Their Name In Lights
Xten Architecture is winning raves for FordBrady, the converted Los Angeles theater where Harrison Ford's son lives and works
Edie Cohen -- Interior Design, 7/1/2007 12:00:00 AM
Willard Ford has virtually no design background. Instead, he's been a substitute teacher, an assistant to an uncle who ran a housing program for the homeless, and an entrepreneur setting up bike trips through Vietnam. And he still rides. So how has he come to live among what's arguably one of Los Angeles's most forward-thinking furnishings collections, housed in an environment of uncontrived cool? When pressed, he allows: "My father was a carpenter, so I spent a lot of time on construction sites." (For the rest of us, said father is more familiar on movie screens. His name is Harrison.)
Prologue first. Cruising through Chinatown on one of his epic bike rides, the younger Ford saw the deserted Kim Sing Theatre and knew he had to have it. He had no plans for business or development. Just real-estate lust. Would the place be salvageable? Xten Architecture's married principals, Monika Haefelfinger and Austin Kelly, gave a joint thumbs-up despite the building's completely derelict state.
Built in 1926 as a vaudeville house, it served as a cinema from the 1940's until 1986, when it was abandoned. "Truly frightening" is how Kelly describes his earliest encounter. "There was no light. Old film reels and projection cameras were stacked about, like Cinema Paradiso." Permit processes dragged on for two and a half years, followed by three years of demolition and construction. During that time, Ford and his longtime friend John Brady, a fellow cyclist and a designer, decided to go into the furniture business under the name FordBrady. And Ford decided to move into the store's loft space with fashion designer Michelle Yu, whose women's-wear line launches in August.
Xten retained the marquee of the theater; its entry tunnel, refreshed with tangerine paint and fluorescent tubes; and the brick perimeter walls, although they desperately needed seismic upgrades. Inside, the site's original Douglas fir trusses have become an improvised overhead rack for hanging Ford's four racing bikes. Everything else in the 12,000-square-foot structure, including three additional retail units, was gutted.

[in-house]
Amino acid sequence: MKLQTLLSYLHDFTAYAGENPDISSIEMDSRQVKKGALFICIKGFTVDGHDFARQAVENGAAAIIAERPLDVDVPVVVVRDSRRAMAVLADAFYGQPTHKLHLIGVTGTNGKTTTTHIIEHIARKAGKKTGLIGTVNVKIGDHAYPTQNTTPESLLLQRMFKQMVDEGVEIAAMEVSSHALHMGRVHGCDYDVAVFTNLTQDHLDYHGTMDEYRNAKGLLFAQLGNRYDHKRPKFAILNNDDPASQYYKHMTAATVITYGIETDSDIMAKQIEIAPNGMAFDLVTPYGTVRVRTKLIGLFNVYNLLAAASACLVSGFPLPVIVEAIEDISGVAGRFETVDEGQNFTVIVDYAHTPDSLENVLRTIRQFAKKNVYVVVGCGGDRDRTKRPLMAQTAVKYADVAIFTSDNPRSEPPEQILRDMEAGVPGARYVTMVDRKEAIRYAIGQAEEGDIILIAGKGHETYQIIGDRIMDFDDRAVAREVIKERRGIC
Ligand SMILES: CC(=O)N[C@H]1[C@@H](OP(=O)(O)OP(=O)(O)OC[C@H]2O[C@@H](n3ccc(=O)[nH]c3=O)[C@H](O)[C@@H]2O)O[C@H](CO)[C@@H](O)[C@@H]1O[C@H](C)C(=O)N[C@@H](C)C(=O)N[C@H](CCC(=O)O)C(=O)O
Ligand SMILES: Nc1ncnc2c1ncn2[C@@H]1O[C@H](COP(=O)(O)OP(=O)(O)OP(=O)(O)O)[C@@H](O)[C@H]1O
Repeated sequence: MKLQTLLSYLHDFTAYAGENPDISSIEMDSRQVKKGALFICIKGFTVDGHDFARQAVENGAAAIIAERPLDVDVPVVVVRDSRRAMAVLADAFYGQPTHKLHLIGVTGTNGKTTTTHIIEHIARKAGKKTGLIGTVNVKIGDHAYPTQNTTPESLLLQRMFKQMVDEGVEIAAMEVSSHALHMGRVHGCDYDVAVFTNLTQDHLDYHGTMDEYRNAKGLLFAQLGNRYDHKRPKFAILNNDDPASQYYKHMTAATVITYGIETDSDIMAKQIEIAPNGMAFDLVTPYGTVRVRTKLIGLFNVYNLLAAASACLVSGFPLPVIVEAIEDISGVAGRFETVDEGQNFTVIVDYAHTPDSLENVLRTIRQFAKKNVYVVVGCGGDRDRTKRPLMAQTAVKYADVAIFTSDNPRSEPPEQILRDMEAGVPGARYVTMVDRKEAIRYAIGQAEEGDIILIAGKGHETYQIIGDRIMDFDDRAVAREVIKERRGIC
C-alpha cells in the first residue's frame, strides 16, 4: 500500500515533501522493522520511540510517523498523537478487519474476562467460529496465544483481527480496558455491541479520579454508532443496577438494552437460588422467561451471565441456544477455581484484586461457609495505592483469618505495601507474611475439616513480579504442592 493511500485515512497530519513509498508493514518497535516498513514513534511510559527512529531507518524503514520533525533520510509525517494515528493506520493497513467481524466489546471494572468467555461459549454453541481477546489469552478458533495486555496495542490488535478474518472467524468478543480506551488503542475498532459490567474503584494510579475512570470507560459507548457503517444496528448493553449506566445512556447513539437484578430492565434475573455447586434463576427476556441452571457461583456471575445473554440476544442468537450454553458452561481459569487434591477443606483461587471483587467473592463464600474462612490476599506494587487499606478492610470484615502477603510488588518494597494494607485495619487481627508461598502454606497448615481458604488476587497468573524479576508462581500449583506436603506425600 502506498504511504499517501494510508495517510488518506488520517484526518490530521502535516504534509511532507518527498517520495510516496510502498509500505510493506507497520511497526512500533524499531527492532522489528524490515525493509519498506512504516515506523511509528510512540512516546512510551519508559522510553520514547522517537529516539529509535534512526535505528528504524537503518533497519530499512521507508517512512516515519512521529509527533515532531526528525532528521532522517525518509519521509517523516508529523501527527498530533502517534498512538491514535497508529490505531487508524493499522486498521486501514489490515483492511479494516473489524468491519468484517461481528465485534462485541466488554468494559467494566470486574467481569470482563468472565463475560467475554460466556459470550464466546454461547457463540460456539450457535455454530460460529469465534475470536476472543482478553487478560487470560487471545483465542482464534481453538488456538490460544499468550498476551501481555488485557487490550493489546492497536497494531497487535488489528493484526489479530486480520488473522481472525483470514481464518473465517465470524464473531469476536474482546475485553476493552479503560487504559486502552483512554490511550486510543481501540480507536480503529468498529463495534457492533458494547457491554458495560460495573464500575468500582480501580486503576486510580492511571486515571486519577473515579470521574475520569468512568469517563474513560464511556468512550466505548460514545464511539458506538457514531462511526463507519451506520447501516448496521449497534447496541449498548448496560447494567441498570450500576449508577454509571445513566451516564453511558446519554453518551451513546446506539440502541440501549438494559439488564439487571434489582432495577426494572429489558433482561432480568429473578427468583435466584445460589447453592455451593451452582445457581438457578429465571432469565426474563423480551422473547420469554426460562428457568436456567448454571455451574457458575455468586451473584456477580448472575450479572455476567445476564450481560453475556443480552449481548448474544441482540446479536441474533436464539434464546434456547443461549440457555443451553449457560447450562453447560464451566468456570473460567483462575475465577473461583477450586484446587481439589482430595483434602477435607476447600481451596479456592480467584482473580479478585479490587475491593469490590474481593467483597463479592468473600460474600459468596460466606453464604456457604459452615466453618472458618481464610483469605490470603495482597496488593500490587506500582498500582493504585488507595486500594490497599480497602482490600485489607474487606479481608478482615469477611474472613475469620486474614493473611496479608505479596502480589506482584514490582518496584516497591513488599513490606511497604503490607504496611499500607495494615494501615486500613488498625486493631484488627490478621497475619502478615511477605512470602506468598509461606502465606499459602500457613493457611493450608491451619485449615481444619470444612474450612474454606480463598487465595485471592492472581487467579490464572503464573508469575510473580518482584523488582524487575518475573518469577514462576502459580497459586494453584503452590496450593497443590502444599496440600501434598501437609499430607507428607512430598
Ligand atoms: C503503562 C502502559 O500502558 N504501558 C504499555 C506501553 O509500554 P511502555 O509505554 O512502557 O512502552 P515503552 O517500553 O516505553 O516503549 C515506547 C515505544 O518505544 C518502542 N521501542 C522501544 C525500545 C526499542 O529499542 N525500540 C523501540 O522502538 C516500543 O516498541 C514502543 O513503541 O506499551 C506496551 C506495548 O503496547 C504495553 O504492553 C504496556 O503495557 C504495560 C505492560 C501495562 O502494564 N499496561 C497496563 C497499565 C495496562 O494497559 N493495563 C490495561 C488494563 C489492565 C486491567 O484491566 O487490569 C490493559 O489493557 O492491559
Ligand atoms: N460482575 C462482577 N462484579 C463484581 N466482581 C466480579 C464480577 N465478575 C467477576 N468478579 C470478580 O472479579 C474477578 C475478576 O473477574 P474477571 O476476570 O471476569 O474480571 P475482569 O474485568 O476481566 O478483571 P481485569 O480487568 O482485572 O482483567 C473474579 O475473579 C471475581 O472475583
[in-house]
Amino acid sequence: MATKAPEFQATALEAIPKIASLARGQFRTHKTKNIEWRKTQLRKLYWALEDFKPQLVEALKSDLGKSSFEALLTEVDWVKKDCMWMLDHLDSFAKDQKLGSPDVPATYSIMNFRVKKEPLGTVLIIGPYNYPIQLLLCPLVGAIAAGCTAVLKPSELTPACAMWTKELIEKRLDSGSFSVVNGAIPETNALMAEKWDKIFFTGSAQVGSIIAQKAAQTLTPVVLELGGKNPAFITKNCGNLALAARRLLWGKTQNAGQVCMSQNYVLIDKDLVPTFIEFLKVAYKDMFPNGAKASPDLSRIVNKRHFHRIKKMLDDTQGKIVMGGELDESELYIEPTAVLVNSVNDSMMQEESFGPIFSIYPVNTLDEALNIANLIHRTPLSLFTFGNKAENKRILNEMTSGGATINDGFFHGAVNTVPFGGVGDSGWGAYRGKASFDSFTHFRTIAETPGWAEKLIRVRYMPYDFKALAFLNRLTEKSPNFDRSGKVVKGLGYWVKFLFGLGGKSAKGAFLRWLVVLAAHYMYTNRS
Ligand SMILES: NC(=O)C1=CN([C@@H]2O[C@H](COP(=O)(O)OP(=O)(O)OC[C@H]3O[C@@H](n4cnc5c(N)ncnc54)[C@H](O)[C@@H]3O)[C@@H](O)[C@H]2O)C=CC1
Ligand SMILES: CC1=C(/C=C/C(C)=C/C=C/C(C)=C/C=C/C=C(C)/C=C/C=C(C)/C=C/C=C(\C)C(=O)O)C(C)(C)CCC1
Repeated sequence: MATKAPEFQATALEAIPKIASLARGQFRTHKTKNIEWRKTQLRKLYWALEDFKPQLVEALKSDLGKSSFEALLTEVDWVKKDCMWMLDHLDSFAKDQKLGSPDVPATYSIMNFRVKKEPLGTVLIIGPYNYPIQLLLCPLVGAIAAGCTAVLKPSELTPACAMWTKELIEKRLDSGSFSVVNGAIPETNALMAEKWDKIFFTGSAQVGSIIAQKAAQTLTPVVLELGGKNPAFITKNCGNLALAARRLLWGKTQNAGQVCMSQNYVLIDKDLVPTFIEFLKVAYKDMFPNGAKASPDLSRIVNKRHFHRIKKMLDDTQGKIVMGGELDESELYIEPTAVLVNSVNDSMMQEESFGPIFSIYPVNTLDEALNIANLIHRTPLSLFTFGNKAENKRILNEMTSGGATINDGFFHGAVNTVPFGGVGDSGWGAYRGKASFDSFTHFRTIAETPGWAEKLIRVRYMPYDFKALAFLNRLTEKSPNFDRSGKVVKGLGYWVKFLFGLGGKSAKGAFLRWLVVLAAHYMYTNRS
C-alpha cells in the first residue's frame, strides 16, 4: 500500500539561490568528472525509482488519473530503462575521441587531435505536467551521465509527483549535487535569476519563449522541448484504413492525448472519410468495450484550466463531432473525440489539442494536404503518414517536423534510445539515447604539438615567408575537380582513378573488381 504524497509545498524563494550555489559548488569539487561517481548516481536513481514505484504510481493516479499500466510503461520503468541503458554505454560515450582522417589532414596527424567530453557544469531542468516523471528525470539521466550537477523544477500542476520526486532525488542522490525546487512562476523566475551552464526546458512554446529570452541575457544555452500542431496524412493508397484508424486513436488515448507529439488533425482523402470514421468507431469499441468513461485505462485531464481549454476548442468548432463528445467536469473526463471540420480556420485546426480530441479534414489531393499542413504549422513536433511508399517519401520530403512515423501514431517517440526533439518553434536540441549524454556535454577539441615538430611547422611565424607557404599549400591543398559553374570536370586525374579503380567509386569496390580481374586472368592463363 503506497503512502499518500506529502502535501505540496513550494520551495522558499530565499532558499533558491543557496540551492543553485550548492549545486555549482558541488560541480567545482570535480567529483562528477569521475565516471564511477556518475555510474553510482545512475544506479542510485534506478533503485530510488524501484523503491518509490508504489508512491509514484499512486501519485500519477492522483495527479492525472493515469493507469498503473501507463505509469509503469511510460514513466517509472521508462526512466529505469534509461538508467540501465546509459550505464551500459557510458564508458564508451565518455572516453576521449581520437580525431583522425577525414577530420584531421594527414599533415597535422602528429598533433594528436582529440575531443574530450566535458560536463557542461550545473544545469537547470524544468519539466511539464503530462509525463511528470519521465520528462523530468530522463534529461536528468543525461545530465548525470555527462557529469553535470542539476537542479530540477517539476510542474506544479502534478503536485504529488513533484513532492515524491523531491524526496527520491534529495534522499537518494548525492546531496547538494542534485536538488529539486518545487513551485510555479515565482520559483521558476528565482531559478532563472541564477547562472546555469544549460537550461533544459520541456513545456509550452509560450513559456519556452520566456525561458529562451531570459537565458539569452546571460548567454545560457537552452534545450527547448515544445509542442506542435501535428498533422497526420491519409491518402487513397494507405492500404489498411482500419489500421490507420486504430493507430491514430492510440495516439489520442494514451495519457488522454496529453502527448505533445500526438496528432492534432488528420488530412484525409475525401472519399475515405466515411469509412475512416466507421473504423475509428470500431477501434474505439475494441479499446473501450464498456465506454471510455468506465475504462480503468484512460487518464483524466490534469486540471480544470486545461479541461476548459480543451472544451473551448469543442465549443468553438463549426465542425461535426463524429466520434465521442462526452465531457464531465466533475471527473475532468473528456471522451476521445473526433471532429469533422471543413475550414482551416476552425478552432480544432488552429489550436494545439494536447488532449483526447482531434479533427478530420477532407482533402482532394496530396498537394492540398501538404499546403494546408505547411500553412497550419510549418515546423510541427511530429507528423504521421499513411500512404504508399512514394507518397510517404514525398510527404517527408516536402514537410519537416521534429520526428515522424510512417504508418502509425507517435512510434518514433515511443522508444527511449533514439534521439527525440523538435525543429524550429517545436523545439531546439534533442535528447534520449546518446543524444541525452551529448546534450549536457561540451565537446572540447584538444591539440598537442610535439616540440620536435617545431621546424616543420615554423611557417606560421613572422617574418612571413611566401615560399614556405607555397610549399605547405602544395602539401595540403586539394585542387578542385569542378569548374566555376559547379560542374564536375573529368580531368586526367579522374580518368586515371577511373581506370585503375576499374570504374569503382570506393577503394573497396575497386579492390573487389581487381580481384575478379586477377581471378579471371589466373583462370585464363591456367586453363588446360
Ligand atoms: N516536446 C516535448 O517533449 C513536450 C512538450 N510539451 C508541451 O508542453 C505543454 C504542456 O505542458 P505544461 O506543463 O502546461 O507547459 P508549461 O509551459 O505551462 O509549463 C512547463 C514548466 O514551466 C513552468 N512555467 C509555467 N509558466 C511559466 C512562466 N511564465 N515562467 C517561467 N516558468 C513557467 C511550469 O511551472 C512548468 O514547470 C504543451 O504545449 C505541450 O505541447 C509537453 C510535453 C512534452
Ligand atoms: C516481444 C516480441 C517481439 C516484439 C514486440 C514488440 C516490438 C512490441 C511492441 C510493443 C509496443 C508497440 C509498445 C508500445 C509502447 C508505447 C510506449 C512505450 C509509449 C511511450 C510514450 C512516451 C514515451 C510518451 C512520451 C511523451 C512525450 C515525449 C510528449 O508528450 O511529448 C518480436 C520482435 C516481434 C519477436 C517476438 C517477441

"We carved out a courtyard. That was our main move to get light," Haefelfinger explains. The gesture also separated the loft unit from the leased shops, for now a hair salon, a pizzeria, and a convenience store. Xten let more light into the loft through five skylights and the courtyard elevation's 10- to 20-foot-tall windows. The glass alternates with oxblood-colored plywood panels incorporating doors. Asked about the robust color choice, Haefelfinger says simply, "It's Chinatown."
She and Kelly leveled the theater's raked floor and poured cement—lots of it—for a foundation. (During demolition, the team found three previous poured foundations. Not a bit was usable.) Where the projection screen was once located, three steps down, the architects thought it logical to create a semi-enclosed media room.
Beyond the media room lies the master suite. Upstairs are a bedroom for Ford's teenage son, a mezzanine studio for Yu, and a bathroom showcasing the Chinese glass tile FordBrady represents. The remainder of the 6,500 square feet is wide open.
Xten made the kitchen the literal centerpiece of the living space. MDF cabinetry, a mammoth 30 feet wide, is finished with thick conversion lacquer, aluminum, and bamboo laminate. "Now all my clients want that size," Kelly says. The equally oversize island houses the dishwasher, sink, and oven in addition to doubling as a breakfast bar.
As for merchandise, FordBrady began with Thailand and then branched out to the U.K., Switzerland, and Japan, all the while selecting pieces that are modern, organic, and environmentally sensitive. The two friends have sought out local talent as well. Recently, art joined the mix; FordBrady is the downtown representative for West Hollywood's Earl McGrath Gallery—an unofficial landmark by Arata Isozaki & Associates—and pieces by gallery artists are displayed throughout.
All the furnishings are for sale, too. Teak offcuts constitute a rectilinear bench. A cocktail table gleams with red automotive paint. Bar stools look like spider webs of dark gray powder-coated cast aluminum. Chandeliers and pendant fixtures are made of silkworm cocoons, reclaimed mulberry bark, handblown glass, or delicate porcelain.
When those particular items are sold, that might just be it for them. Ford and Brady order only three or four of any given design. Then they move on, their wheels in perpetual motion.